- Nintendo Switch: A Tried-and-True Approach to a New Console
- [2017.03.06] Read in: 日本語 | ESPAÑOL |
Nintendo took its characteristic approach in developing the firm’s newest game console, the Nintendo Switch, relying on mature technology to offer an alternative playing experience. The gaming giant is betting that the platform’s features, including an infrared motion tracking camera, will open the way to fresh, innovative ways of gaming.
Forging Its Own Path in the Gaming Industry
Nintendo has the gaming world abuzz with the launch of its newest console, the Nintendo Switch. The game system, which went on sale on March 3, has turned the heads of many in the industry. But there is little reason to expect the console to make a dent in the smartphone game market or produce sales at a level to restore Nintendo to its former days of glory.
In fact, as the gaming industry stands today, there is a creeping uncertainty as to whether Nintendo can survive at all, let alone recapture its crown. Take the lukewarm market response to the Switch. In October 2016 Nintendo saw its share price dip following its first announcement of the concept for the console, and a January 2017 follow-up event providing additional details did little to spark interest among investors. However, it is important to keep in mind that Nintendo has a global army of die-hard fans, along with abundant gamers and game creators, who are excited about the potential of the new system.
Nintendo is a bit of an enigma in the gaming industry, and just as many people decry the company’s products as tout them. To make sense of this wide-ranging sentiment, we must first define exactly where the company fits into today’s market. Nintendo is traditionally seen as a video game company, but in my opinion this is slightly off the mark. The firm has long offered a range of fun and entertaining products beyond its core console business. However, it would also seem inappropriate to consider Nintendo a toymaker. Instead, I argue that the company has tried to carve out its own discrete niche in the industry by offering unique gaming experiences—something I call the “industry of being Nintendo.”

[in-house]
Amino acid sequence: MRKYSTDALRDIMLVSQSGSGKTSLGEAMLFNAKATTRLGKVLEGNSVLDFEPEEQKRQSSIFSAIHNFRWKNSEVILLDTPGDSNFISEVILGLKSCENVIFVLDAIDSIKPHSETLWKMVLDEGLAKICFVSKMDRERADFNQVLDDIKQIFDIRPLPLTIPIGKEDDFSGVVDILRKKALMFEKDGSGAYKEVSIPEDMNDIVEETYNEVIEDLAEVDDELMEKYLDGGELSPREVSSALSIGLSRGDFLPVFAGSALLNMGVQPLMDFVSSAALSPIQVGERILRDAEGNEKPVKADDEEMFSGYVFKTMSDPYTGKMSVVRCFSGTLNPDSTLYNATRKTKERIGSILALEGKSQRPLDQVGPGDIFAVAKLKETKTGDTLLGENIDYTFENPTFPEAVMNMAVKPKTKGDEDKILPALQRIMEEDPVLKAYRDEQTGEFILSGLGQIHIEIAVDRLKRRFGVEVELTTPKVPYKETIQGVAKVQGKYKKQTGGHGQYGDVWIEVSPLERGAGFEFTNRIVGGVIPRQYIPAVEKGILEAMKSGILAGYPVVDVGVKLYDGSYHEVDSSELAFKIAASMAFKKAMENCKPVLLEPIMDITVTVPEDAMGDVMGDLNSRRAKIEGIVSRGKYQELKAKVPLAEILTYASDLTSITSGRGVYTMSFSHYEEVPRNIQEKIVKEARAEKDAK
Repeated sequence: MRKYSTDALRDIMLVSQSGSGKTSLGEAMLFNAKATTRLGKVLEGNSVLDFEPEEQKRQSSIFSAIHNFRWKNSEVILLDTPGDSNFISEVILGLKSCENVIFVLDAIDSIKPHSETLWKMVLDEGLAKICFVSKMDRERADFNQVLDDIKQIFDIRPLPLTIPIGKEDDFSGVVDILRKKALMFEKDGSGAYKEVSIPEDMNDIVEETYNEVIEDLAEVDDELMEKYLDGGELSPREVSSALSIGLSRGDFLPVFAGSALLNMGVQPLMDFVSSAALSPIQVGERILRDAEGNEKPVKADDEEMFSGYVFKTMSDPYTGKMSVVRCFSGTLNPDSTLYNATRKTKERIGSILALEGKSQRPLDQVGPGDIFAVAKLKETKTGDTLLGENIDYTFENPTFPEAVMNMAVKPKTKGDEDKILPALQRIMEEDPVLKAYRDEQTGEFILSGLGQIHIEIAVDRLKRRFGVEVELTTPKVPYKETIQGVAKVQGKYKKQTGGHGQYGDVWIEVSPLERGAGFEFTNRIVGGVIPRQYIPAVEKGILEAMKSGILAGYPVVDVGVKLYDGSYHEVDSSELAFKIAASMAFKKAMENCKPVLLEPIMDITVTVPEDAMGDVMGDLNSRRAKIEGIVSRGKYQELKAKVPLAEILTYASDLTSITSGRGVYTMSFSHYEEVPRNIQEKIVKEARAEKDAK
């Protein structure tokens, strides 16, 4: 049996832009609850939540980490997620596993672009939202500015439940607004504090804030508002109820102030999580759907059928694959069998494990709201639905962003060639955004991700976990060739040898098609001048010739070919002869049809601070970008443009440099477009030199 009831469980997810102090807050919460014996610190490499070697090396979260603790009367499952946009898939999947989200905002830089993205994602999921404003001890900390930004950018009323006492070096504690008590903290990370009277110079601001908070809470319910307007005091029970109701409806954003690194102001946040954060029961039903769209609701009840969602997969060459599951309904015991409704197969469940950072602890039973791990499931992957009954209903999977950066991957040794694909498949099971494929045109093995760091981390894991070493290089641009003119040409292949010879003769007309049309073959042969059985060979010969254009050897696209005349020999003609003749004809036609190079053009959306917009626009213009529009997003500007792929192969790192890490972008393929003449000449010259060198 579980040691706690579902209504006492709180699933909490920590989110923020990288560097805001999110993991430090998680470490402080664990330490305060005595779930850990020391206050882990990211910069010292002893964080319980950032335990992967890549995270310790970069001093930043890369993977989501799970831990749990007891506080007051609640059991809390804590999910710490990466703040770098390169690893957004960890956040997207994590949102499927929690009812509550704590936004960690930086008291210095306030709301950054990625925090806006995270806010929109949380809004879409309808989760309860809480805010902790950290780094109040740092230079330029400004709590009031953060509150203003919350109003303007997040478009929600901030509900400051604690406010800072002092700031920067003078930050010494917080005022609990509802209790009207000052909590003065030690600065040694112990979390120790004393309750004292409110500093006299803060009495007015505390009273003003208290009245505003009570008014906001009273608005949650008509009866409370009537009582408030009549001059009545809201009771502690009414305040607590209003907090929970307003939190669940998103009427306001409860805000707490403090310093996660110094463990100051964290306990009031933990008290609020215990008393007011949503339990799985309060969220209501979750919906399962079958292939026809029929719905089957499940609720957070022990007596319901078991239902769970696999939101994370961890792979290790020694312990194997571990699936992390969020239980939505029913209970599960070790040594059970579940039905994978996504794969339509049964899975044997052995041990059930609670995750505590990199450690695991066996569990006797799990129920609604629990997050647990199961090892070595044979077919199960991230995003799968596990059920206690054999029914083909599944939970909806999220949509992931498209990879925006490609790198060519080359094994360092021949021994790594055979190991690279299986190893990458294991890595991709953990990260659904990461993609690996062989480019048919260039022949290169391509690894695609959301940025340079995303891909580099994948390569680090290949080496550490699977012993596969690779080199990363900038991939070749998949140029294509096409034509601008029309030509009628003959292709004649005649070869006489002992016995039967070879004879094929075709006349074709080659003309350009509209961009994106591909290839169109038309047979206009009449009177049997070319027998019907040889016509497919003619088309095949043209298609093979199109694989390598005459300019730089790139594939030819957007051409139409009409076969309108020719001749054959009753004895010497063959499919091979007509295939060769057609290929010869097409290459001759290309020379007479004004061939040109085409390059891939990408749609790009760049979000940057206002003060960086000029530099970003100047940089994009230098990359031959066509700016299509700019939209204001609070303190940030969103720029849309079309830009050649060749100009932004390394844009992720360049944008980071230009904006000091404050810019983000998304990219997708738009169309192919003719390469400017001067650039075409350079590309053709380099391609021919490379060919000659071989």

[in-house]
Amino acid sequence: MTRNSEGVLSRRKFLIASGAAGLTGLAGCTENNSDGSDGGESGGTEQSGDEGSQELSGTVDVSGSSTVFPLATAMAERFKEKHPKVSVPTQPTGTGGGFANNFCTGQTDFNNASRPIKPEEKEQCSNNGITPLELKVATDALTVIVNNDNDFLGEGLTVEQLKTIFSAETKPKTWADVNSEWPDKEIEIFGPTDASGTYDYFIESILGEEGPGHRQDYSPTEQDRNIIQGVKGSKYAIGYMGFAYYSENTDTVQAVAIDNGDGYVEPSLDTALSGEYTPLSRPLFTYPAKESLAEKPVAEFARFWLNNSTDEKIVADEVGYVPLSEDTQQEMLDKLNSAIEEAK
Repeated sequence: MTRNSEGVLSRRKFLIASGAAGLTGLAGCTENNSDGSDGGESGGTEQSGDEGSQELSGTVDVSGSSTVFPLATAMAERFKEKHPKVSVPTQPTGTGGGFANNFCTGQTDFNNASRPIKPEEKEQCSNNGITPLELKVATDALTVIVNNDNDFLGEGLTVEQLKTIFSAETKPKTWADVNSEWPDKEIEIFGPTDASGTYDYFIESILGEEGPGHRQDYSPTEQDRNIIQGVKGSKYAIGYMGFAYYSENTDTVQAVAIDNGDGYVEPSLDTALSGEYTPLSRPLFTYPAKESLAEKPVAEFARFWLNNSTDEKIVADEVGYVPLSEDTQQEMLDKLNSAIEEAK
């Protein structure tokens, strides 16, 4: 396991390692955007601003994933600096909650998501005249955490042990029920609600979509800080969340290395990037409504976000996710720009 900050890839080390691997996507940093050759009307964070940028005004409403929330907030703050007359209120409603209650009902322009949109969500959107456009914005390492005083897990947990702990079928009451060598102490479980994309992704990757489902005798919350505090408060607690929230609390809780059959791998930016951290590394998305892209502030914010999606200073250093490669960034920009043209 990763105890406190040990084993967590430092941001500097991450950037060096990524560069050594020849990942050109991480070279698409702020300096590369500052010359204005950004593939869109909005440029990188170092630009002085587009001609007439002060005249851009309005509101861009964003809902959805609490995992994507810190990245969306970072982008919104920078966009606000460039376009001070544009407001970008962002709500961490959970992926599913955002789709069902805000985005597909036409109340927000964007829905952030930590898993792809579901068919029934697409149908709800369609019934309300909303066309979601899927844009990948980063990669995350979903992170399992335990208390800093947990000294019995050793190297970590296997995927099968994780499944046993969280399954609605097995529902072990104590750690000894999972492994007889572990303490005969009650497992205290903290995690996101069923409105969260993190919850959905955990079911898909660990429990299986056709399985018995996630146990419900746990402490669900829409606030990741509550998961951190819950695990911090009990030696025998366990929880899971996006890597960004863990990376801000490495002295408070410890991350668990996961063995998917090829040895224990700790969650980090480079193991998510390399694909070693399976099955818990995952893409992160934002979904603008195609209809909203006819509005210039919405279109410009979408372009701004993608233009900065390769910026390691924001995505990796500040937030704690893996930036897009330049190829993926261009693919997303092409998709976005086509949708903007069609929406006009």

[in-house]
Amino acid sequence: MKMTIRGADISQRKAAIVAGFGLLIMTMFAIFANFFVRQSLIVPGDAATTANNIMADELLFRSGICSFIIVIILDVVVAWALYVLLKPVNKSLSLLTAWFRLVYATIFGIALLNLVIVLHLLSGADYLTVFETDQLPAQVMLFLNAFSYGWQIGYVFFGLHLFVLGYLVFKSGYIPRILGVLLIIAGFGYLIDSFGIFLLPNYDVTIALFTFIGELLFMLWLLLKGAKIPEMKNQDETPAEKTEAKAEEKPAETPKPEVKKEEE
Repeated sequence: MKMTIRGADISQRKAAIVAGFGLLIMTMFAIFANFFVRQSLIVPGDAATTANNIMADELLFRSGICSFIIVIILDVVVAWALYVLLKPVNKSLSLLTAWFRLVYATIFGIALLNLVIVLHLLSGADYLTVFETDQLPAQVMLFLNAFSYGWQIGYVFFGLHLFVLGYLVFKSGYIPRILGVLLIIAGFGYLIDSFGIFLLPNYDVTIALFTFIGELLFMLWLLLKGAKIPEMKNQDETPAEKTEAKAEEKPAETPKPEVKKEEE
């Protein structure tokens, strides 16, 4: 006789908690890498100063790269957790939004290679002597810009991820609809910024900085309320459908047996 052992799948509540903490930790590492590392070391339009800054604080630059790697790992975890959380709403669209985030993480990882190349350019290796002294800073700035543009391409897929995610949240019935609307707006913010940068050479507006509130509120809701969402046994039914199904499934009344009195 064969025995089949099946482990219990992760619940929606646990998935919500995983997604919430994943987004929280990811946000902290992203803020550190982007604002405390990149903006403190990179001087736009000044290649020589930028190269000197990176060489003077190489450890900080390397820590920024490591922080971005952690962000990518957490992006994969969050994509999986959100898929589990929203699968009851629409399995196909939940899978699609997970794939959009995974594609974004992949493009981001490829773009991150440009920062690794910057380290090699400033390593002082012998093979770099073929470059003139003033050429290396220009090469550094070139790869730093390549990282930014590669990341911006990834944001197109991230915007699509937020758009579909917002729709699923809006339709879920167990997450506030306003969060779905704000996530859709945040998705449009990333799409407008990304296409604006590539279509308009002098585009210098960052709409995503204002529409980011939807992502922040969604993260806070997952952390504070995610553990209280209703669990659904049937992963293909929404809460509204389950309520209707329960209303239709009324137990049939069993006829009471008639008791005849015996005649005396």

Following a Different Path
Nintendo rapidly rose to prominence after launching its Family Computer, or Famicom, gaming console in Japan in 1983. In the years that followed the firm reigned over the video game industry as the world’s top hardware and software maker and set the rules of the global gaming market.
However, by around 2000 the industry had begun to head in a new direction. Sony Computer Entertainment had emerged to challenge Nintendo’s supremacy with the first PlayStation in 1994, and the company took bold steps to meet changing market demands with its second video game console, the PS2. It initially laid out ¥120 billion to develop the game system, including building semiconductor plants in Nagasaki and Ōita Prefectures and custom-manufacturing key components. The outcome of this massive investment was the Emotion Engine, a revolutionary CPU that propelled the PS2 to the top of the home video game market.
In contrast to SCE’s drive for technological innovation, Nintendo moved away from crafting leading-edge components and instead capitalized on low-cost, mature technologies. The company first ventured down this path with its successful Game & Watch line in the 1980s. Nintendo teamed up with Sharp to develop the popular handheld games, taking advantage of the flood of inexpensive microchips that were a byproduct of the “calculator war” between Sharp and Casio in the previous decade.
By the turn of the century, around the time the PS2 hit store shelves, Nintendo was more or less committed to this manufacturing approach, which is why it did not attempt to counter SCE with a semiconductor plant of its own. Reliance on mature technologies has since become the hallmark of Nintendo, arguably a strategic decision to save the company from the burden of sinking funds into expensive new technologies.
Instead, Nintendo focused its creative resources on crafting innovative and unique gaming experiences. The company struck gold twice with this approach, bringing the world the Nintendo DS with its touch panel in 2004 and the motion-sensor-driven Wii in 2006.